file { '/usr/local/sbin/puppet_once.sh':
                owner => root, group => root, mode => 755,
                content => "#!/bin/sh\npuppet agent --no-daemonize --onetime --verbose $1\n",
# Install (if not present) some puppet modules required for 'vimconf' class
        exec { "install_puppet_module":
        command => "puppet module install puppetlabs-stdlib",
        path => [ "/bin", "/sbin", "/usr/bin", "/usr/sbin",
              "/usr/local/bin", "/usr/local/sbin" ],
        onlyif  => "test `puppet module list | grep puppetlabs-stdlib | wc -l` -eq 0"

class vimconf {
# Modify vimrc conf file, enabling syntax on
        file_line { 'vim_syntax_on':
        path  => '/etc/vim/vimrc',
        match => '^.*syntax on.*$',
        line  => 'syntax on',

node  default {
# this will be applied to all nodes without specific node definitions
        include packages
        include vimconf
        include ntp
        include puppettools

node  'puppetagent01' inherits default {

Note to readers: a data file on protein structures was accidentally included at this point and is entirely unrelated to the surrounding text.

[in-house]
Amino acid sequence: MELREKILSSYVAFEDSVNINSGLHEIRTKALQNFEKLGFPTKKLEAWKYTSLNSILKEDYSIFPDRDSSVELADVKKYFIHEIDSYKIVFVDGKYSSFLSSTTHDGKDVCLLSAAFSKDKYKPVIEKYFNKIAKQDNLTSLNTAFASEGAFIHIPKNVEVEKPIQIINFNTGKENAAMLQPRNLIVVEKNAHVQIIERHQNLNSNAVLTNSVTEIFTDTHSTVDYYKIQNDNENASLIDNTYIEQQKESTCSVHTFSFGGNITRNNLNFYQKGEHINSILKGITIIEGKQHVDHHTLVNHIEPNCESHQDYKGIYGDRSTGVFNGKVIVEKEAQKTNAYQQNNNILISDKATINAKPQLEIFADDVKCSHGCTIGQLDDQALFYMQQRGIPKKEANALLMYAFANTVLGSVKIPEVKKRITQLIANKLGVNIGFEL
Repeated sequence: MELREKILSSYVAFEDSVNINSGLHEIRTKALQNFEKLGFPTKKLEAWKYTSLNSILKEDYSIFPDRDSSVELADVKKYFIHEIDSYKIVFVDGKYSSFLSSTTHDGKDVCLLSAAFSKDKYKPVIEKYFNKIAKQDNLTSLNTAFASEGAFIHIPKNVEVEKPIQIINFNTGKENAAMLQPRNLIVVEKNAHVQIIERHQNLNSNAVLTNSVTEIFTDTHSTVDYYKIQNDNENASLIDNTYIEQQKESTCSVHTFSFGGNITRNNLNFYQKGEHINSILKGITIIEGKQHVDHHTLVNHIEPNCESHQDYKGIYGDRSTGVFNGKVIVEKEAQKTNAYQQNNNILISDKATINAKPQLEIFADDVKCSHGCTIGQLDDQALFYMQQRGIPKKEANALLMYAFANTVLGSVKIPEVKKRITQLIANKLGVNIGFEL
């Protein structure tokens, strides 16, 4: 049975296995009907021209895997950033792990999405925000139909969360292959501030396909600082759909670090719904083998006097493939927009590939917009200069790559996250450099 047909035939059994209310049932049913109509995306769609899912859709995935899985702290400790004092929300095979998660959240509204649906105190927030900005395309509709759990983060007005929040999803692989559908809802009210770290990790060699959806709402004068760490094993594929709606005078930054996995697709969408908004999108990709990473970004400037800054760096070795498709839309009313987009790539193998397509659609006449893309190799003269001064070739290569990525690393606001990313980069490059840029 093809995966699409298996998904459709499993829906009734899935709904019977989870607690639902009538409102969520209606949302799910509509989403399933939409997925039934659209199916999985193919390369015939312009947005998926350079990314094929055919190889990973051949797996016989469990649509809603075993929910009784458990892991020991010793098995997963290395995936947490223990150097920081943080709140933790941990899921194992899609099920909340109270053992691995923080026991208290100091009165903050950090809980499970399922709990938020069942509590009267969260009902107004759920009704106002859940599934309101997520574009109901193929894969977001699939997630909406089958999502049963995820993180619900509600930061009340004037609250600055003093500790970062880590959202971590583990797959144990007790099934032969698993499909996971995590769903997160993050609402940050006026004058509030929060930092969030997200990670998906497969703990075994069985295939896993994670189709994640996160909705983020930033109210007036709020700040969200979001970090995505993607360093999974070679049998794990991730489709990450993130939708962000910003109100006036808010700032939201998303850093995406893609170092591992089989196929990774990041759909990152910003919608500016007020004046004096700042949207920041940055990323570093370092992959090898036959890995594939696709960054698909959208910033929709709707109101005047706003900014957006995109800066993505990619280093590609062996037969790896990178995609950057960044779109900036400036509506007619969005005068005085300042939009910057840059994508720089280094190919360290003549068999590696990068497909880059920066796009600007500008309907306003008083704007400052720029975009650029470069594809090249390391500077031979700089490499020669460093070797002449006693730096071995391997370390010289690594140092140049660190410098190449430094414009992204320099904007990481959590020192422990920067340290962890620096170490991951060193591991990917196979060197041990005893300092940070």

# this specific node, gets all the default classes PLUS some extras
        include mysite

Here the content of the single files .pp in classes folder:

class apache {
	package { 'apache2-mpm-prefork':
		ensure => installed

	service { 'apache2':
		ensure => running,
		hasstatus => true,
		hasrestart => true,


class mysite {

	include apache

	file { '/etc/apache2/sites-available/mysite':
		owner => root, group => root, mode => 0644,
		source => "puppet:///files/mysite/mysite_apache.conf",

	file {'/var/www/mysite.localdomain':
		ensure => directory,

	file {'/var/www/mysite.localdomain/index.html':
                owner => root, group => www-data, mode => 0755,
                source => "puppet:///files/mysite/index.html",

	 exec {'/usr/sbin/a2dissite * ; /usr/sbin/a2ensite mysite':
            	onlyif => '/usr/bin/test -e /etc/apache2/sites-available/mysite',
		notify => Service['apache2'],


class ntp {
		package { ntp: ensure => present }
		file { "/etc/ntp.conf":
			owner	 => root,
			group	 => root,
			mode	=> 444,
			backup => false,
			source	=> "puppet:///files/etc/ntp.conf",
			require => Package["ntp"],
                        notify Β => Service["ntp"],
		service { "ntp":